Sentencing

The vast majority of social research on criminal sentencing revolves around issues of sentencing disparity, or differences in the criminal punishments given to different types of offenders. Of particular concern is unwarranted disparity, or sentencing differentials that result from consideration of factors other than those that are deemed legally relevant at sentencing. Whether or not sentencing disparity is warranted inherently involves a value judgment, but the majority of research in the area focuses on the influences of offender race, gender, class status, and mode of conviction in the sentencing process.

Outline

I. Historical Evolution of Modern Sentencing Systems

A. The Fall of the Rehabilitative Ideal

B. The Determinate Sentencing Revolution

II. Modern Sentencing Innovations

A. Determinate Sentencing Laws

B. Mandatory Minimum Sentences

C. Sentencing Guidelines

III. Research on Criminal Sentencing

IV. The Future of Sentencing Research

V. Conclusion and Bibliography

I. Historical Evolution of Modern Sentencing Systems

Few decisions in the criminal justice system exert as much influence over the life and liberty of criminal offenders as the final sentencing decision. Judges have a broad array of sentencing options, ranging from fines, restitution, and probation to incarceration in jail or prison. For much of the 20th century, criminal sentencing practices remained largely unchanged in the United States, but the past few decades have witnessed a virtual revolution in criminal punishment processes. A number of different sentencing reforms have been recently implemented or expanded, resulting in a variegated mix of different legal approaches to sentencing in the United States today. This research paper reviews the contemporary state of knowledge on U.S. criminal sentencing. It begins with a brief historical overview of sentencing philosophies, followed by a discussion of modern sentencing innovations. It then discusses research evidence regarding social inequalities in punishments before concluding with a discussion of unresolved issues in contemporary research on criminal punishment in the 21st century.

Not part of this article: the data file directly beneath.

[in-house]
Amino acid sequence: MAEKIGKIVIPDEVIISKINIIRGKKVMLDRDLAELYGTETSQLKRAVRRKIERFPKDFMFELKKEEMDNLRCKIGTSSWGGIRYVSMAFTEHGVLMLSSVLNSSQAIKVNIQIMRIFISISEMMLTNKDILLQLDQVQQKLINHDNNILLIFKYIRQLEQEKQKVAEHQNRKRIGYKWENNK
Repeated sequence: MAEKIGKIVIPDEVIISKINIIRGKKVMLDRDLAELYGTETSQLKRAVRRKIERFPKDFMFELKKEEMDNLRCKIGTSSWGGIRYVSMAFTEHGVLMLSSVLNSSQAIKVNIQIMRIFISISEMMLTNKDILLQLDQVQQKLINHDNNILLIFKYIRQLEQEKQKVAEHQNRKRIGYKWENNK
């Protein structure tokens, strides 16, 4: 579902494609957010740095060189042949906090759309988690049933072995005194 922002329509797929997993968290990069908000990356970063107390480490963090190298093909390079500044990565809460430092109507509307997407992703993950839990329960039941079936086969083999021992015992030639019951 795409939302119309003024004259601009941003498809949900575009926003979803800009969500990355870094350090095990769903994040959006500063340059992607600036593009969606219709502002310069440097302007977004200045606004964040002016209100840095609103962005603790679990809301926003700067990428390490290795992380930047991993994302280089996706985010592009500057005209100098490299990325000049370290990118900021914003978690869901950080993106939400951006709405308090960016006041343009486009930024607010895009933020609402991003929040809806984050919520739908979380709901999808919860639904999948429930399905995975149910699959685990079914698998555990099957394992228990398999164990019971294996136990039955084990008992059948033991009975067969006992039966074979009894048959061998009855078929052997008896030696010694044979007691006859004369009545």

Criminal sentencing in America has long been guided by one of several different major philosophies of punishment, including retribution, deterrence, incapacitation, and rehabilitation (Spohn, 2000). Retributive sentences involve punishments designed to exact revenge, in line with the biblical notion of “an eye for an eye.” This is based on the belief that some behaviors are categorically wrong and therefore deserving of punishment. From this perspective, sentences should be commensurate with the harm done to society in order to exact just punishment. Deterrence, on the other hand, involves a more utilitarian rationale for sentencing. It is based on the notion that crime is freely chosen as the result of a rational cost-benefit analysis. Individuals will engage in crime when the benefits outweigh the costs. The goal of sentencing, then, is to raise the costs of crime, in the form of punishment, to a level that will prevent future crime from occurring. In comparison, incapacitation argues that effective sentences should focus on removing serious offenders from society. Once isolated and secluded, criminal offenders will no longer be able to commit crimes against the public. Finally, rehabilitation as a philosophy of punishment emphasizes individual offender reform. According to this perspective, the goal of punishment should be to address the underlying causes of crime in order to reduce future offending. Although in practice these various sentencing rationales often coexist, throughout history major changes in sentencing have often followed paradigm shifts in predominant philosophies of punishment.

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